Greenpeace Reportedly Fighting To Stop Drivers From Learning About Carbon Tax Costs


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Jason Hopkins Immigration and politics reporter
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Greenpeace is reportedly challenging the placement of stickers on gas stations that notify drivers of higher fuel prices due to the implementation of a carbon tax.

Ontario Premier Doug Ford, who has embarked on a pro-energy agenda in his province since entering office, will execute a number of measures to fight back against Canada’s nationwide carbon tax. Besides challenging the carbon tax initiative in court, the conservative politician is looking to include item breakdowns on gas receipts and heating bills, informing customers of how much the carbon fee is costing them.

The Ontario government is also looking to include stickers at gas pumps across the province, informing customers of the fee.

“Today, I want to confirm that in Ontario the carbon tax’s days are numbered,” Ford told the media in June. “In fact, upon the swearing in of my new cabinet, at the top of our agenda the very first item will be to pass an order to cancel the Liberal cap-and-trade carbon tax.” (RELATED: Doug Ford’s Conservatives Win Majority Ontario Government)

However, Ford’s sticker program is already running into opposition.

Greenpeace — an international environmentalist organization — reportedly announced its intention to mount a challenge. The group is arguing the stickers are deceptive because they do not include the price of inaction on climate change.

“Doug Ford can’t pretend climate change doesn’t exist or that it isn’t already imposing heavy costs on our health and communities,” said Keith Stewart, an energy strategist with Greenpeace Canada, according to a Globe and Mail reporter.

“These stickers are a cheap attempt to mislead Ontarians with half-truths that cannot be allowed to go unchallenged. We are already dealing with the financial fallout from more extreme storms, flooding and heat waves and these will only get worse the longer politicians like Doug Ford deny the severity of the climate crisis and delay action to solve it,” Stewart continued.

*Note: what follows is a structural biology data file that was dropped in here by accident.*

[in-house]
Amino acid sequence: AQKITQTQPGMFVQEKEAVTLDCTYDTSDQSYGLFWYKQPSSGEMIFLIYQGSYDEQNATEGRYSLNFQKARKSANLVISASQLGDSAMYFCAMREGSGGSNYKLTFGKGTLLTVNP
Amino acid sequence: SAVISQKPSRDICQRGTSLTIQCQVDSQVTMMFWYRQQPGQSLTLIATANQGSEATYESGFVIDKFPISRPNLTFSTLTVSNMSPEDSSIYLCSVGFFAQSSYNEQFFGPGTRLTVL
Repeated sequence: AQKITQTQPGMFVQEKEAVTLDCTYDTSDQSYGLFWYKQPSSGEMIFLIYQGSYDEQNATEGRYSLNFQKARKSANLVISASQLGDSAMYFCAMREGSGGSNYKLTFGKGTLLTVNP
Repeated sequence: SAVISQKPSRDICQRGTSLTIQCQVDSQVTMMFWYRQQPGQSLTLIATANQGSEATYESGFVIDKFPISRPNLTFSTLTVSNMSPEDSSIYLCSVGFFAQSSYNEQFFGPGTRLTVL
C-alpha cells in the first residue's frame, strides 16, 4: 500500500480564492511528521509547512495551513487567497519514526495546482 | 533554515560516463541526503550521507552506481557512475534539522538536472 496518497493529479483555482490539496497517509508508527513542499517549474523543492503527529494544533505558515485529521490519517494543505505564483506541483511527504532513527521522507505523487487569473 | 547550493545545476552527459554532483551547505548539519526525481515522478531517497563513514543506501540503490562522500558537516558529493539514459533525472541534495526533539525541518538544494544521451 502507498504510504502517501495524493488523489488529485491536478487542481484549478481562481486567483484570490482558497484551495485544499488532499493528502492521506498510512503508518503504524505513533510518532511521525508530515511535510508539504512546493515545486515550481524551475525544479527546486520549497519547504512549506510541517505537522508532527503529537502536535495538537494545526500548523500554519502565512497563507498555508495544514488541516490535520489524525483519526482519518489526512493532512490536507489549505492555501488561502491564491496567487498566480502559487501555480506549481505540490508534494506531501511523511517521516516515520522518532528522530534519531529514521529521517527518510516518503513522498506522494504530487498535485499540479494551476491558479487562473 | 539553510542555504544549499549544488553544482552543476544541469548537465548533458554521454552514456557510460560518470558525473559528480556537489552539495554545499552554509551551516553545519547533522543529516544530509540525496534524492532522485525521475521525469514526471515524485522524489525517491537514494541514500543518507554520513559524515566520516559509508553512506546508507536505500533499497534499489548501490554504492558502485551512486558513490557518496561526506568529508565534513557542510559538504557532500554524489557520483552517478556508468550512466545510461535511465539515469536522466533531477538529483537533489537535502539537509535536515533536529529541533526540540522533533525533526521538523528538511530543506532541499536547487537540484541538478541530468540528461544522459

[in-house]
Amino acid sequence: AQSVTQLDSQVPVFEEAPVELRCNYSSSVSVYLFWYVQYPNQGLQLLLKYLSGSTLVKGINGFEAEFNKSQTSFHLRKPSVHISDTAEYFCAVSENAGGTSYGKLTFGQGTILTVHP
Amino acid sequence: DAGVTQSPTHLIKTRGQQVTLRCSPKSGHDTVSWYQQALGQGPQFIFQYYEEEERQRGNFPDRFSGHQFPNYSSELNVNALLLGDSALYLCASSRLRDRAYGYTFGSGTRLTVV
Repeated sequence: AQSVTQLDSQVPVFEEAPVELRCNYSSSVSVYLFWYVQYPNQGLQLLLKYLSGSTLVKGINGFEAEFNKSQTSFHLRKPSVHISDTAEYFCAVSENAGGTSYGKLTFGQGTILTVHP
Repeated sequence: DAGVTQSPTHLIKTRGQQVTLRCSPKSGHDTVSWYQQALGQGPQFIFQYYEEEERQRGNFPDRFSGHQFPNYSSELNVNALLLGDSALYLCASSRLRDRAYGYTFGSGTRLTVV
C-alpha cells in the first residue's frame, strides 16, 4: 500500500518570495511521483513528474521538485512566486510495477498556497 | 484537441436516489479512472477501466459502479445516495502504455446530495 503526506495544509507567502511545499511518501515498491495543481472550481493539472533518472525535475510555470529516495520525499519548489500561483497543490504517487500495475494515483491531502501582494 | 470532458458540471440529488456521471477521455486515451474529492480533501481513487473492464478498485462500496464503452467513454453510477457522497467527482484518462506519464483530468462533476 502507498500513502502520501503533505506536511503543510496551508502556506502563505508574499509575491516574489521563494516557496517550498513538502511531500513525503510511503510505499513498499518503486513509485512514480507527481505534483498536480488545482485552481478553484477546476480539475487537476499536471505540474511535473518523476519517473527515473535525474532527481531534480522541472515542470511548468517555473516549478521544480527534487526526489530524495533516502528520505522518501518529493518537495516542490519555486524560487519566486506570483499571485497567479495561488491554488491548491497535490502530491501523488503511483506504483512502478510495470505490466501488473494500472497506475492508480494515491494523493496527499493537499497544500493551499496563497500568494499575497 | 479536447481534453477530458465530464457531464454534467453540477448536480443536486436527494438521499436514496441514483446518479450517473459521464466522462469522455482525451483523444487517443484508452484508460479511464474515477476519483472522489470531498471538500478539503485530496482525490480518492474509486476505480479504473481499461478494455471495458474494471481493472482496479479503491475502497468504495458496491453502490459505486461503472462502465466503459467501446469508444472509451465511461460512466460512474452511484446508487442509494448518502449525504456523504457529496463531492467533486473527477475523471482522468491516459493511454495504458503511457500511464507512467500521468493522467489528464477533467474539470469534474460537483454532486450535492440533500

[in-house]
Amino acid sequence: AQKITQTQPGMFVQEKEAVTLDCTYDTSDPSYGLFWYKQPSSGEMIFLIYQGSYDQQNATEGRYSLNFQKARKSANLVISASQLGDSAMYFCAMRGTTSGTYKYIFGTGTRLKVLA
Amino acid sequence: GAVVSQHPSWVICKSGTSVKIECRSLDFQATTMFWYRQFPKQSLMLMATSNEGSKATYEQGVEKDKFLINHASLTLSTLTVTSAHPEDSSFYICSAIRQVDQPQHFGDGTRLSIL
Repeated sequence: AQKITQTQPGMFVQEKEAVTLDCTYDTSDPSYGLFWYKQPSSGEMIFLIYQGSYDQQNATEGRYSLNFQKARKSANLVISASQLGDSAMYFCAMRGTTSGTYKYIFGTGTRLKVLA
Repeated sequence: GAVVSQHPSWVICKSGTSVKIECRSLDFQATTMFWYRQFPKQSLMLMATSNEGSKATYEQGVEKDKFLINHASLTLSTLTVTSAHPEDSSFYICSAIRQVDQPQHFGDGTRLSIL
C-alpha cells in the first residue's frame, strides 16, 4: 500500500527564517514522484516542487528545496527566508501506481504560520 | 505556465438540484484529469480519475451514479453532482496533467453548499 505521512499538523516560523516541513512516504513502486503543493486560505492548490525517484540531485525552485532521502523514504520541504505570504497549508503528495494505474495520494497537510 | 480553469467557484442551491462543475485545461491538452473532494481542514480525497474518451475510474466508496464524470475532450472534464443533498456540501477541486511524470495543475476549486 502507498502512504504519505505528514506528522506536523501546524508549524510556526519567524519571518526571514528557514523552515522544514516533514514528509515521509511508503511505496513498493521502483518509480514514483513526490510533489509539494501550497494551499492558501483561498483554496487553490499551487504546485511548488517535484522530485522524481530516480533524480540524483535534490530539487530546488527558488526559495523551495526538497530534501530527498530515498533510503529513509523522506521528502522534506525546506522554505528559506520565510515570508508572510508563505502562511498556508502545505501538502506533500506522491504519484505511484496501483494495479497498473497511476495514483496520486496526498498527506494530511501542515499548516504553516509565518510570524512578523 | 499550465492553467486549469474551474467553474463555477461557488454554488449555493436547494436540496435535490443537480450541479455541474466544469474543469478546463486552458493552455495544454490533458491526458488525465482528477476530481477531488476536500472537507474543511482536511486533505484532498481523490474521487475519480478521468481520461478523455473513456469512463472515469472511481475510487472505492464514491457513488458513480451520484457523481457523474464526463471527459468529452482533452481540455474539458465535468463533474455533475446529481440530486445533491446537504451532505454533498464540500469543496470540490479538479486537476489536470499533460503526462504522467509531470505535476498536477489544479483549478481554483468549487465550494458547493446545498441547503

Former Toronto city councillor Doug Ford, brother to late Toronto Mayor Rob Ford, arrives at s Stephen Harper' rally in Toronto, Ontario, October 17, 2015. REUTERS/Mark Blinch

Former Toronto city councillor Doug Ford, brother to late Toronto Mayor Rob Ford, arrives at s Stephen Harper’ rally in Toronto, Ontario, October 17, 2015. REUTERS/Mark Blinch

Canadian Prime Minister Justin Trudeau announced in October he would be implementing a carbon tax in six provinces that, according to his administration, haven’t done enough to fight climate change. The tax, which will go into effect in 2019, will be set at approximately $15 per ton of carbon dioxide emitted and incrementally increase to over $38 per ton by 2022.

Trudeau’s government claims about 90 percent of the carbon tax revenue will be returned to Canadians in the form of rebates, offsetting costs of the fee. However, critics argue the plan is ill-designed, as it does coincide with regulation rollbacks.

“Properly designed and implemented carbon pricing can work to both improve the economy and better regulate GHG emissions,” wrote Ashley Stedman and Elmira Aliakbari, two policy experts at the Fraser Institute. “Unfortunately, the plan announced on Tuesday by the federal government could very well make matters worse.”

The Daily Caller News Foundation did not receive a response from Greenpeace Canada in time for press.

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